- 7.U.S. Department of Health and Human Services. Office of Disease Prevention and Health Promotion. Healthy People 2020. Washington, DC. Available at http://www.healthypeople.gov/2020/default.aspx. Accessed May 1, 2013.
- 8.Centers for Disease Control and Prevention (CDC). (2004). Health disparities experienced by Hispanics—United States. Morbidity and Mortality Weekly Report, 53, 935–937.Google Scholar
- 9.Daviglus, M. L., Talavera, G. A., Avilés-Santa, M. L., Allison, M., Cai, J., Criqui, M. H., et al. (2012). Prevalence of major cardiovascular risk factors and cardiovascular diseases among Hispanic/Latino individuals of diverse backgrounds in the United States. Journal of the American Medical Association, 308, 1775–1784.PubMedCrossRefGoogle Scholar
- 11.Centers for Disease Control and Prevention (CDC). (2008). Behavioral risk factor surveillance system survey data. Atlanta, Georgia: U.S. Department of Health and Human Services, Centers for Disease Control and Prevention.Google Scholar
- 12.Centers for Disease Control and Prevention (CDC). (2008). State-specific incidence of diabetes among adults—participating states, 1995–1997 and 2005–2007. Morbidity and Mortality Weekly Report, 57, 1169–1173.Google Scholar
- 13.Hughes, E., Kilmer, G., Li, Y., Valluru, B., Brown, J., Colclough, G., et al. (2010). Surveillance for certain health behaviors among states and selected local areas—United States, 2008. Morbidity and Mortality Weekly Report Surveillance Summary, 59, 1–221.Google Scholar
- 14.Miranda, J. J., Herrera, V. M., Chirinos, J. A., Gómez, L. F., Perel, P., Pichardo, R., et al. (2013). Major cardiovascular risk factors in Latin America: A comparison with the United States. The Latin American Consortium of Studies in Obesity (LASO). PLoS ONE, 8, e54056.PubMedCrossRefGoogle Scholar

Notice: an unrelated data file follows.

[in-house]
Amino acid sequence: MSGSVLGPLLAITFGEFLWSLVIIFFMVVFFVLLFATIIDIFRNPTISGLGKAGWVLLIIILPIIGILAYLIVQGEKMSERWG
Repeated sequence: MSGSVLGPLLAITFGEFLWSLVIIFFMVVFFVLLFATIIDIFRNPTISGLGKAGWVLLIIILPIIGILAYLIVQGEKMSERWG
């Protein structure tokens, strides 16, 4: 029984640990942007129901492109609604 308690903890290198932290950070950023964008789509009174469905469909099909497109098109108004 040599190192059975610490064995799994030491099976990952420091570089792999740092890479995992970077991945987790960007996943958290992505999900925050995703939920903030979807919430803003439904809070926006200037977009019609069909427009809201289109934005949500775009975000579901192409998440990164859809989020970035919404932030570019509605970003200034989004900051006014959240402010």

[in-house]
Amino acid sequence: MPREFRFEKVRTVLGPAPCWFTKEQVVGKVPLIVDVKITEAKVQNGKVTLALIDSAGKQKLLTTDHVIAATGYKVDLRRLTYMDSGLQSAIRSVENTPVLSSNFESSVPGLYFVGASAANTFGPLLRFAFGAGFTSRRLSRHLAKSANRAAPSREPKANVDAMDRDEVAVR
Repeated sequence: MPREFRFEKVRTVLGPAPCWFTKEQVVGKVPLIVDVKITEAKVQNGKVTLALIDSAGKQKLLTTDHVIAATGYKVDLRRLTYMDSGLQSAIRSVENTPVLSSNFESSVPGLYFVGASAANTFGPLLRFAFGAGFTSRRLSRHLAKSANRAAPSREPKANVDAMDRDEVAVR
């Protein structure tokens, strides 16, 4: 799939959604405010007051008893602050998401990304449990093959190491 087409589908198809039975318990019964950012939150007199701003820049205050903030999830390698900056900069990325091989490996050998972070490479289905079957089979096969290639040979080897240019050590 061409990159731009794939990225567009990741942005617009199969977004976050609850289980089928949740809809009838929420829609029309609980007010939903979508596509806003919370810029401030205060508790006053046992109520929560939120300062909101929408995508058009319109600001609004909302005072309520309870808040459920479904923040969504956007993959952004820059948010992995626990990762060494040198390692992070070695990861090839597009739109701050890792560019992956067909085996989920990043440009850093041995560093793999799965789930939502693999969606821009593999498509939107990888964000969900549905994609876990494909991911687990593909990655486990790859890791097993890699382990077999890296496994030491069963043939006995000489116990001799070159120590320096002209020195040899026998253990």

- 21.Centers for Disease Control and Prevention, National Center for Health Statistics. National Health and Nutrition Examination Survey (NHANES) Anthropometry Procedures Manual. Available from: http://www.cdc.gov/nchs/data/nhanes/nhanes_07_08/manual_an.pdf. Accessed April 21, 2013.
- 22.National Institutes of Health, National Heart, Lung, and Blood Institute. (1998) Clinical Guidelines on the identification, evaluation, and treatment of overweight and obesity in adults: The evidence report. Washington, DC: NIH Publication no. 98-4083.Google Scholar
- 23.World Health Organization. (2000) Obesity: Preventing and managing the global epidemic. Geneva, Switzerland: WHO Technical Report Series 894.Google Scholar
- 24.Grundy, S. M., Cleeman, J. I., Daniels, S. R., Donato, K. A., Eckel, R. H., Franklin, B. A., et al. (2005). Diagnosis and management of the metabolic syndrome: An American Heart Association/National Heart, Lung, and Blood Institute Scientific Statement. Circulation, 112, 2735–2752.PubMedCrossRefGoogle Scholar
- 33.Festa, A., D’Agostino, R, Jr, Mykkanen, L., Tracy, R. P., Zaccaro, D. J., Hales, C. N., et al. (1999). Relative contribution of insulin and its precursors to fibrinogen and PAI-1 in a large population with different states of glucose tolerance: The Insulin Resistance Atherosclerosis Study (IRAS). Arteriosclerosis, Thrombosis, and Vascular Biology, 19, 562–568.PubMedCrossRefGoogle Scholar